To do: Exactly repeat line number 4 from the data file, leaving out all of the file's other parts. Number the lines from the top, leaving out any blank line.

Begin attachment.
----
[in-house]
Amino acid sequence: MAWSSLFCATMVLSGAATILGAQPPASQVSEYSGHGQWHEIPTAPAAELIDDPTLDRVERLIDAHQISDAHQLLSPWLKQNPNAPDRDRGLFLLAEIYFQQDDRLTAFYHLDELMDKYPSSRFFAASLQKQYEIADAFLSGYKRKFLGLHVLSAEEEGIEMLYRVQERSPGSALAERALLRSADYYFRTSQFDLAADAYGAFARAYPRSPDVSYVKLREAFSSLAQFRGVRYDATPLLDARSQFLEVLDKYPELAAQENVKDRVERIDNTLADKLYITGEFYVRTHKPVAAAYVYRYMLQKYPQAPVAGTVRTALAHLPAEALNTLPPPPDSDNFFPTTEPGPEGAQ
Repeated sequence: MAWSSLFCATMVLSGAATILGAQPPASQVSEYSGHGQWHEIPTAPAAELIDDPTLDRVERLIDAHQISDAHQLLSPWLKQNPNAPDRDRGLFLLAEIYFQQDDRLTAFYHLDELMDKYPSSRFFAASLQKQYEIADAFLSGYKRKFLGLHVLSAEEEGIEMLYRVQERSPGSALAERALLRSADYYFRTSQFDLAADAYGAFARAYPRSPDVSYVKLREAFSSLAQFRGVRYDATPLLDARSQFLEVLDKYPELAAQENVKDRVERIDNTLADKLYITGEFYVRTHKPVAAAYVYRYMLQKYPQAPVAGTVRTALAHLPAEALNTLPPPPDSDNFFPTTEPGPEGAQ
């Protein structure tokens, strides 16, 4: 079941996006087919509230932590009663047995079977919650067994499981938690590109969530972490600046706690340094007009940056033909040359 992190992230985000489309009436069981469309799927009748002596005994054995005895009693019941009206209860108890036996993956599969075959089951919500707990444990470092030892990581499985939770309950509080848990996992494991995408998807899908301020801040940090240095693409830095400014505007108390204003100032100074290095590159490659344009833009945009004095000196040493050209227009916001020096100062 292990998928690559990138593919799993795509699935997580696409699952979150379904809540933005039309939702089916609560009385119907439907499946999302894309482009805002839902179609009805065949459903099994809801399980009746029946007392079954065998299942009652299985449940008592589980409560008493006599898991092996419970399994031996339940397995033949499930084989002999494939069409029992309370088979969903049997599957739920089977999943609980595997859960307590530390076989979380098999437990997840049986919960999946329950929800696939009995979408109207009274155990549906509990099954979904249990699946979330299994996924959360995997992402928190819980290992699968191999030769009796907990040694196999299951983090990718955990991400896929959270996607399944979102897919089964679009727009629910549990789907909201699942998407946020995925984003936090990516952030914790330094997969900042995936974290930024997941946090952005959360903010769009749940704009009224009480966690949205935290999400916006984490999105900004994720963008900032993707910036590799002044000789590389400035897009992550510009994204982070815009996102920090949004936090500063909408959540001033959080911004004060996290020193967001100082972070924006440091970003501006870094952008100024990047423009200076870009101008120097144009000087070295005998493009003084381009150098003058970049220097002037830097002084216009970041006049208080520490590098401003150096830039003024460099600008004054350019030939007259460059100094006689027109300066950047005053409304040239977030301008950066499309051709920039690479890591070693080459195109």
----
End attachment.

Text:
């Protein structure tokens, strides 16, 4: 079941996006087919509230932590009663047995079977919650067994499981938690590109969530972490600046706690340094007009940056033909040359 992190992230985000489309009436069981469309799927009748002596005994054995005895009693019941009206209860108890036996993956599969075959089951919500707990444990470092030892990581499985939770309950509080848990996992494991995408998807899908301020801040940090240095693409830095400014505007108390204003100032100074290095590159490659344009833009945009004095000196040493050209227009916001020096100062 292990998928690559990138593919799993795509699935997580696409699952979150379904809540933005039309939702089916609560009385119907439907499946999302894309482009805002839902179609009805065949459903099994809801399980009746029946007392079954065998299942009652299985449940008592589980409560008493006599898991092996419970399994031996339940397995033949499930084989002999494939069409029992309370088979969903049997599957739920089977999943609980595997859960307590530390076989979380098999437990997840049986919960999946329950929800696939009995979408109207009274155990549906509990099954979904249990699946979330299994996924959360995997992402928190819980290992699968191999030769009796907990040694196999299951983090990718955990991400896929959270996607399944979102897919089964679009727009629910549990789907909201699942998407946020995925984003936090990516952030914790330094997969900042995936974290930024997941946090952005959360903010769009749940704009009224009480966690949205935290999400916006984490999105900004994720963008900032993707910036590799002044000789590389400035897009992550510009994204982070815009996102920090949004936090500063909408959540001033959080911004004060996290020193967001100082972070924006440091970003501006870094952008100024990047423009200076870009101008120097144009000087070295005998493009003084381009150098003058970049220097002037830097002084216009970041006049208080520490590098401003150096830039003024460099600008004054350019030939007259460059100094006689027109300066950047005053409304040239977030301008950066499309051709920039690479890591070693080459195109």